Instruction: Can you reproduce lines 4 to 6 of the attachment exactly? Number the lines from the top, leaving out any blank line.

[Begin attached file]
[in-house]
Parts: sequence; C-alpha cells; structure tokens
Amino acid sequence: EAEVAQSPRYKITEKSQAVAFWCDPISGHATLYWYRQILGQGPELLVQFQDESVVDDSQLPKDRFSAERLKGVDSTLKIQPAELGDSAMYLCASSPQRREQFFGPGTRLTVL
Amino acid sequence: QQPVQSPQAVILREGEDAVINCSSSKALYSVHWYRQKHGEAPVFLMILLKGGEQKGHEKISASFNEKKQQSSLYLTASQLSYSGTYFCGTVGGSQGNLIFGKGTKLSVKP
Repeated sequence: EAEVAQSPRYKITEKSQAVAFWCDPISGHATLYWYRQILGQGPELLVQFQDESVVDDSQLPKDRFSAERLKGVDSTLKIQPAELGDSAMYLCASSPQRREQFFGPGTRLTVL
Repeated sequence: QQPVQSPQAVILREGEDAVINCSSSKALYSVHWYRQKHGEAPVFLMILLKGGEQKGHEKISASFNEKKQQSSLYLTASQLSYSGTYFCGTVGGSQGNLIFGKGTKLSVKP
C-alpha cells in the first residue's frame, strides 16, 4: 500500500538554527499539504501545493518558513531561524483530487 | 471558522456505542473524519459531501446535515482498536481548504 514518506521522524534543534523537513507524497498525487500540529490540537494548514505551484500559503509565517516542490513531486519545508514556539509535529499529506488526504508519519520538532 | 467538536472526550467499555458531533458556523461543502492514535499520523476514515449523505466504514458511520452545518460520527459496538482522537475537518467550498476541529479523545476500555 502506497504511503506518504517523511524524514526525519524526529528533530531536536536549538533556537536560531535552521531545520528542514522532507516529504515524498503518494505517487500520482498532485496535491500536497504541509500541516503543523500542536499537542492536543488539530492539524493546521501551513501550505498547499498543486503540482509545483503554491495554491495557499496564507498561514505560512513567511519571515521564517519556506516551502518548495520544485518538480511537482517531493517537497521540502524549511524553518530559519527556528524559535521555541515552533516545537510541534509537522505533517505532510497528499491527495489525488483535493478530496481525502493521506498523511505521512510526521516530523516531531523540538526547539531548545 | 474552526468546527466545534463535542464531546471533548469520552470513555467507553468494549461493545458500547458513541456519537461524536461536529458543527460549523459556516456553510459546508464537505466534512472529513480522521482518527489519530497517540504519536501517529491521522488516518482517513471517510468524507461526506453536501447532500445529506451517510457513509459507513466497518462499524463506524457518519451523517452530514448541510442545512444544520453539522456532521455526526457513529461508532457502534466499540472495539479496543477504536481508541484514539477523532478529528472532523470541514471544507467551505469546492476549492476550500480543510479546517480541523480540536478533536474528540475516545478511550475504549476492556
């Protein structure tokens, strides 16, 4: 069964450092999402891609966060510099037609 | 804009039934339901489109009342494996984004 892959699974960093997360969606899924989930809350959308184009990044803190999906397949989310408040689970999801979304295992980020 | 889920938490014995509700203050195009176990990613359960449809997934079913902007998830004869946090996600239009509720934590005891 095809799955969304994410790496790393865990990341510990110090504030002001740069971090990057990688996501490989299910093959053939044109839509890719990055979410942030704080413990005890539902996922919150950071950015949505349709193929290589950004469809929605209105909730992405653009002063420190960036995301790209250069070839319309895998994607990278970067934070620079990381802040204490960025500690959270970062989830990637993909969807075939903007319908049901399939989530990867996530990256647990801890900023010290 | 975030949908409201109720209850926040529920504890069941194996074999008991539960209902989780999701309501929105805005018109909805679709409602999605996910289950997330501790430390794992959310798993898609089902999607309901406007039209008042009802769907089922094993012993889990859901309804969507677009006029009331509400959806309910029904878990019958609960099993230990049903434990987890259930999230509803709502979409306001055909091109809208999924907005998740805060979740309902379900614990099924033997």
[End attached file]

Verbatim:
Amino acid sequence: QQPVQSPQAVILREGEDAVINCSSSKALYSVHWYRQKHGEAPVFLMILLKGGEQKGHEKISASFNEKKQQSSLYLTASQLSYSGTYFCGTVGGSQGNLIFGKGTKLSVKP
Repeated sequence: EAEVAQSPRYKITEKSQAVAFWCDPISGHATLYWYRQILGQGPELLVQFQDESVVDDSQLPKDRFSAERLKGVDSTLKIQPAELGDSAMYLCASSPQRREQFFGPGTRLTVL
Repeated sequence: QQPVQSPQAVILREGEDAVINCSSSKALYSVHWYRQKHGEAPVFLMILLKGGEQKGHEKISASFNEKKQQSSLYLTASQLSYSGTYFCGTVGGSQGNLIFGKGTKLSVKP